At UC Santa Cruz we’re launching a new professional MS in Games and Playable Media, which will be offered through our Silicon Valley campus and will include working both with our current game faculty and with new personnel hired specifically for the program. We are currently in the selection process for the first position to be hired, the Creative Director. Simultaneously, the job ad is now live for the Program Director. For this newly-opened position we’re seeking someone with demonstrated leadership in the games and playable media field. Application review begins May 29, 2013. The job includes program and curriculum vision, planning, management, and evaluation; teaching and advising students in the program; and ongoing professional work and/or research in the games field. Those who have already applied to the Creative Director position are encouraged to also apply for the Program Director position, if appropriate.
Also, don’t forget that UC Santa Cruz’s 2013 “Inventing the Future of Games” symposium is focused on interactive storytelling. It will take place at the Computer History Museum (Mountain View, CA) on May 10th, featuring speakers ranging from groundbreaking game designer Warren Spector to interactive fiction author and system designer Emily Short.
On May 10th, at the Computer History Museum, UC Santa Cruz will host some of the world’s most exciting thinkers on interactive storytelling for Inventing the Future of Games 2013. Rather than focus on yesterday’s tips and tricks, our focus is on how the future of interactive storytelling is being invented now. There will be talks, panels, discussion, and live demonstrations — including, I am excited to share, the first-ever public demonstration of a major, not-yet-announced interactive storytelling technology being developed by UC Santa Cruz and multiple partner organizations.
The day will include a keynote from Warren Spector (Deus Ex, Epic Mickey) and closing remarks from Brenda Romero (Wizardry, Train). The first panel will discuss where current practice is going, featuring Clint Hocking (Valve), Kevin Bruner (Telltale), and Richard Rouse (Microsoft). The next panel engages next-generation tools and authorship, featuring Emily Short (Linden Lab), Asa Kalama (Disney), and Stéphane Bura (Storybricks). The last panel dives into immersive and transmedia storytelling, featuring Matt MacLaurin (eBay), Susan Bonds (42 Entertainment), and Tawny Schlieski (Intel) — with interactive storytelling field founder Brenda Laurel as moderator/interlocutor.
Finally, as with our last symposium, I expect the audience will contain a greater number of exciting thinkers and creators than the speakers list. For that reason we’ve built in lots of time for eating, drinking, and talking — including a long lunch and a closing cocktail party. I hope you can join us.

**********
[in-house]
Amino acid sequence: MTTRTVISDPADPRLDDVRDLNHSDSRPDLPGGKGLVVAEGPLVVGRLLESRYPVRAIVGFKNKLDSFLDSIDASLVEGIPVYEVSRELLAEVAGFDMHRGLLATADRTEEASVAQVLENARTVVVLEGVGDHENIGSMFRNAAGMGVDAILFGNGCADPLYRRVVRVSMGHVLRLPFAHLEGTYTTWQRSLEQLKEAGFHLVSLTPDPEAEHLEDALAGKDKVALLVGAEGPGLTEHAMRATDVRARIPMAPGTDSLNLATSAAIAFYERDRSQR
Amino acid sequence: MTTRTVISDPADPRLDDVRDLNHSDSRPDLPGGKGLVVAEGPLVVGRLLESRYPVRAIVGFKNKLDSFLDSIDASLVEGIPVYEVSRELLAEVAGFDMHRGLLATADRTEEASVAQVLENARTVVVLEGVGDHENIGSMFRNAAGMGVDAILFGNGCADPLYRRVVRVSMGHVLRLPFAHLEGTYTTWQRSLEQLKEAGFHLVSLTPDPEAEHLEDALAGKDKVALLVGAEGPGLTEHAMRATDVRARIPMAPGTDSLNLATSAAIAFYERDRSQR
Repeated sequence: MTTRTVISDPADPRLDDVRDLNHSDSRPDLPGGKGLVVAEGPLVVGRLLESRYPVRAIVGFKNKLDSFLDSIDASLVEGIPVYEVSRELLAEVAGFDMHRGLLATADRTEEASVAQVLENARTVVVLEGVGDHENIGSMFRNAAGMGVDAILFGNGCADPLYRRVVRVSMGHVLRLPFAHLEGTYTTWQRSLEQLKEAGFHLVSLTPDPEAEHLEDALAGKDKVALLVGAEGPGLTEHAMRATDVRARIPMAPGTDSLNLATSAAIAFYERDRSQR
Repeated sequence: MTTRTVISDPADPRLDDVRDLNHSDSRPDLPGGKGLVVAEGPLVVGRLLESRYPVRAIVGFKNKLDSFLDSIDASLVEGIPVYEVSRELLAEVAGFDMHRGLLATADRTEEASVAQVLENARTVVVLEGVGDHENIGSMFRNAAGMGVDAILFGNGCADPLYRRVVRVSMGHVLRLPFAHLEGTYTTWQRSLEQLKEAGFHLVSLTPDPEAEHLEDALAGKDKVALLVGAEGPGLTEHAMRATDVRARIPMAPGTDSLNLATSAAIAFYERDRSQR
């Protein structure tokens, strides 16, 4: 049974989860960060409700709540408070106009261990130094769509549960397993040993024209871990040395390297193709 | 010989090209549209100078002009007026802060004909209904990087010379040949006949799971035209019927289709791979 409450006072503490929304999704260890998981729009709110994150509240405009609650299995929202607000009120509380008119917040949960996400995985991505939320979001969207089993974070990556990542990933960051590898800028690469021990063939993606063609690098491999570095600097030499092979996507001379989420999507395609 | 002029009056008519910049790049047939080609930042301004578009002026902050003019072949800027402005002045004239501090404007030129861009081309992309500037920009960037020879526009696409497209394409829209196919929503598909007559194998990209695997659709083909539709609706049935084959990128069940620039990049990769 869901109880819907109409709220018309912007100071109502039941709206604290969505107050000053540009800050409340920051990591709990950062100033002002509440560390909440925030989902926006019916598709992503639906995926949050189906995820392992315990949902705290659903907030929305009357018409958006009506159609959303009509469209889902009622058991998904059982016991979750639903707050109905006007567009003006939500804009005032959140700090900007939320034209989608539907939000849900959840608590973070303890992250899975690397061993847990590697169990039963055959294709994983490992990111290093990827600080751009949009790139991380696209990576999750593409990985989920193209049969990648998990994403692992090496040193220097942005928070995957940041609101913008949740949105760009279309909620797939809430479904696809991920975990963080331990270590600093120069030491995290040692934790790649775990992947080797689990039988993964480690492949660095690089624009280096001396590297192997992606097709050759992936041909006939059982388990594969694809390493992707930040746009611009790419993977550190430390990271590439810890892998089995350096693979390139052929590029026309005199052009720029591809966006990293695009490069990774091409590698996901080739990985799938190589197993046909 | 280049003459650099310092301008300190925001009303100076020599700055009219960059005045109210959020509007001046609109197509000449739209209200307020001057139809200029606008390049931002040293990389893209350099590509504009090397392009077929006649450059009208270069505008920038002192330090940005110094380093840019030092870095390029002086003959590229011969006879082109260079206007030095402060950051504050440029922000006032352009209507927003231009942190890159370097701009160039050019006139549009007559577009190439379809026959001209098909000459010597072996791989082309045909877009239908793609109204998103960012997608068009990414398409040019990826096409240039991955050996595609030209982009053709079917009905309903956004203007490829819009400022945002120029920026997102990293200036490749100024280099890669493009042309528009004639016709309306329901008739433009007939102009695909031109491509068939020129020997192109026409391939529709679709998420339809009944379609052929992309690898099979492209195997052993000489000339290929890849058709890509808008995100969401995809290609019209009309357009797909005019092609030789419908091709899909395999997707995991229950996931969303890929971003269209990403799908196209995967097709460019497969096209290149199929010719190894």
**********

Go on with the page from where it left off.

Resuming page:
We are pleased to announce that EIS co-director Noah Wardrip-Fruin, and myself, Eric Kaltman, along with Christy Caldwell at UCSC Library and Henry Lowood of Stanford University Library, have been awarded an NEH Digital Start Up Grant aimed at investigating archival and preservation methods for digital software and games! The grant covers the development of an initial archival methodology focused on the preservation of computer games created for academic research. We have chosen UCSC’s Prom Week as the case object for our investigation, and are extremely honored to be helping further archival research with an EIS created game. The project will focus not only on the game object itself, but also on its development process. Our hope is to enumerate, categorize and potentially archive all relevant secondary documentation along with Prom Week to gain a greater understanding of the requirements for preserving the process and creation of digital games.
The University of California, Santa Cruz is hiring a new Technical Coordinator for the Digital Arts and New Media (DANM) MFA program. This is someone who works full time helping students and faculty do interesting projects, thinks about the future technical direction of the program (and has a budget to purchase technical items worth investigating), helps people figure out how to exhibit and distribute their work, and manages the DANM spaces in the Digital Arts Research Center (including a black box theater, a white box gallery, a rapid prototyping lab, etc). The starting salary range is $57,500-$80,500 and review of applications begins March 20th. Please help spread the word, and feel free to ask questions in the comments!
At UC Santa Cruz we are about to launch (pending final approvals) a new year-long (12 month) MS degree focused on combining technical and design innovation — to create novel possibilities for the games of today, to enable new types of games, and to explore a wide variety of next-generation playable experiences. The degree will admit students who have a background in computer science and knowledge of games. Target students include industry professionals seeking new knowledge (e.g., advanced AI techniques) and/or wanting to experience new roles (e.g., engineers seeking a move into design) as well as talented recent undergraduates who have completed technically-focused game degrees. The application deadline for this year is March 15th. The degree will be offered through our Silicon Valley campus and will include working both with our current game faculty and with new personnel hired specifically for the program.
We have just now posted the job for the first of these positions, the Creative Director. Read More